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Frenchy
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02/26/2020 05:59AM
Spring is just around the corner. I was wondering how many are physically preparing for this years trip?
I guess when I started tripping in the 70’s it was never a problem. But almost 5 decades later, it has become a very important part of trip planning.
We like to visit many different lake on each trip which means a lot of paddling and portages. I have found each trip much more enjoyable and definitely safer if some time is spent getting fit prior to putting the canoe in the water each year.
 
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Blatz
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02/26/2020 06:58AM
I think there's few Physical Education teachers like myself on this board. I'll keep it simple. It's not race training so speed isn't a factor. Just paddle your local lakes and rivers as much as possible. Keep it steady and watch your technique. For portaging find a hill and do hill repeat walks with your pack. I also find lunges and squats to be very valuable. But the big one is STRETCH, STRETCH, STRETCH. It will pay off in many ways.
 
soundguy0918
member (46)member
 
02/26/2020 07:02AM
Most of my pre-trip exercise is about stretching. I work on my shoulders, back, and especially ankles. Lifting a canoe and slipping off a rock on a portage are not normal everyday activities 51 weeks out of the year. During my last trip there were several times I rolled my ankle - and suffered no real harm - and thanked myself for doing the prep work!
 
02/26/2020 07:25AM
I have a physical active job but about 6-7 weeks before a trip I'll start going on weekends to a large forest preserve lake. I will start doing about 1- 1and 1/2 hour paddles and build up to 2 hours and using a good pace (enough for a good workout).

After these paddles I take my CCS Wanderer pack that has 25 lb's of hand dumbells wrapped in towels in it and go for a one hour hike on the trails in the preserve. There's a couple nice hill climbs here too. If I really want to get in shape I'll wear ankle weights when I hike. I also wear the pack when I go on dog walks throughout the week. I try to stretch out my back and legs prior to the hike. That's about it.

 
AmarilloJim
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02/26/2020 07:35AM
I'm training this year for sure
 
cyclones30
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02/26/2020 07:39AM
My wife and i each workout year-round so no real changes. As it gets closer I do tend to do more lifting in motions that'll be used. (Squat, standing overhead press, etc)

I'll take a 45 plate (tandem canoe weight) and basically do my portage motions with it as part of my routine. Start with it on the ground off to one side, work on proper technique and get it right above my head, then press to full extension. Back down slow like I would on the other side and repeat going the other way. Works legs, core, and arms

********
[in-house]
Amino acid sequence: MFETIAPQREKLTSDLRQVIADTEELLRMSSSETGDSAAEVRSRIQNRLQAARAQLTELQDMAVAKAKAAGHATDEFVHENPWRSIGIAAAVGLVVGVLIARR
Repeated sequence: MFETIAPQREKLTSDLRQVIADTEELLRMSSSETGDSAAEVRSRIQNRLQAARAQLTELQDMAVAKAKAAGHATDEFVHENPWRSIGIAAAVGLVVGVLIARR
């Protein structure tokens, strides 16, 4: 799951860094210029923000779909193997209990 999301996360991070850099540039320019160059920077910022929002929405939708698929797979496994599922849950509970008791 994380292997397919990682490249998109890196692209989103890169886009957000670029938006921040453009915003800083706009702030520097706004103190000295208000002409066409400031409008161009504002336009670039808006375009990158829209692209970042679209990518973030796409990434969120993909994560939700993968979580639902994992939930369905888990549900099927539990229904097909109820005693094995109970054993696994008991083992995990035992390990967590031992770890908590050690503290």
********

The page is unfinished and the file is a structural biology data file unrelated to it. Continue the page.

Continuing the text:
A1t2o
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02/26/2020 08:08AM
I'm in my 30's and I workout to get in shape before a trip. Nothing too major like practice canoe trips, but I will ride bike, lift weights, and diet a little just to make the trip a bit easier. I like to think of it as a bit of spring cleaning for my body. It keeps me from ever really getting out of shape.
 
treehorn
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02/26/2020 08:44AM
cyclones30: "My wife and i each workout year-round so no real changes. "

This is about it for me. General fitness year round including jogging, lifting, cycling, etc. Maybe subconsciously I do more shoulder work leading up to a trip because I know that's the one muscle that really starts burning if I'm carrying a canoe on a long portage.
 
nofish
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02/26/2020 08:53AM
I think the most important thing to work on is you core. A strong core makes handling packs and canoes easier and reduces the risk of injuring your back while making some sore of awkward move or when you lift up that pack without bending at the waist.

Shoulders and legs are also important for paddling and portaging but a strong core makes everything easier.
 
GopherAdventure
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02/26/2020 09:47AM
I would second many of the things suggested here, especially stretching. If you're comfortable trying Yoga, I was blown away at the strength and flexibility I gained from a little bit of Yoga every now and then. Also, lot's of people ask what I do to get ready for canoe trips and what I do to prepare for the Ely Portage Marathon so I made a little video. Hope this helps you a little.
Canoe Trip Preparation Workout

Tony
 
Blatz
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02/26/2020 09:52AM
nofish: "I think the most important thing to work on is you core. A strong core makes handling packs and canoes easier and reduces the risk of injuring your back while making some sore of awkward move or when you lift up that pack without bending at the waist.


Shoulders and legs are also important for paddling and portaging but a strong core makes everything easier. "
So true. Paddling is all about the core and shoulder muscle groups. Basically your arms are just a way to attach you paddle to your body
 
bobbernumber3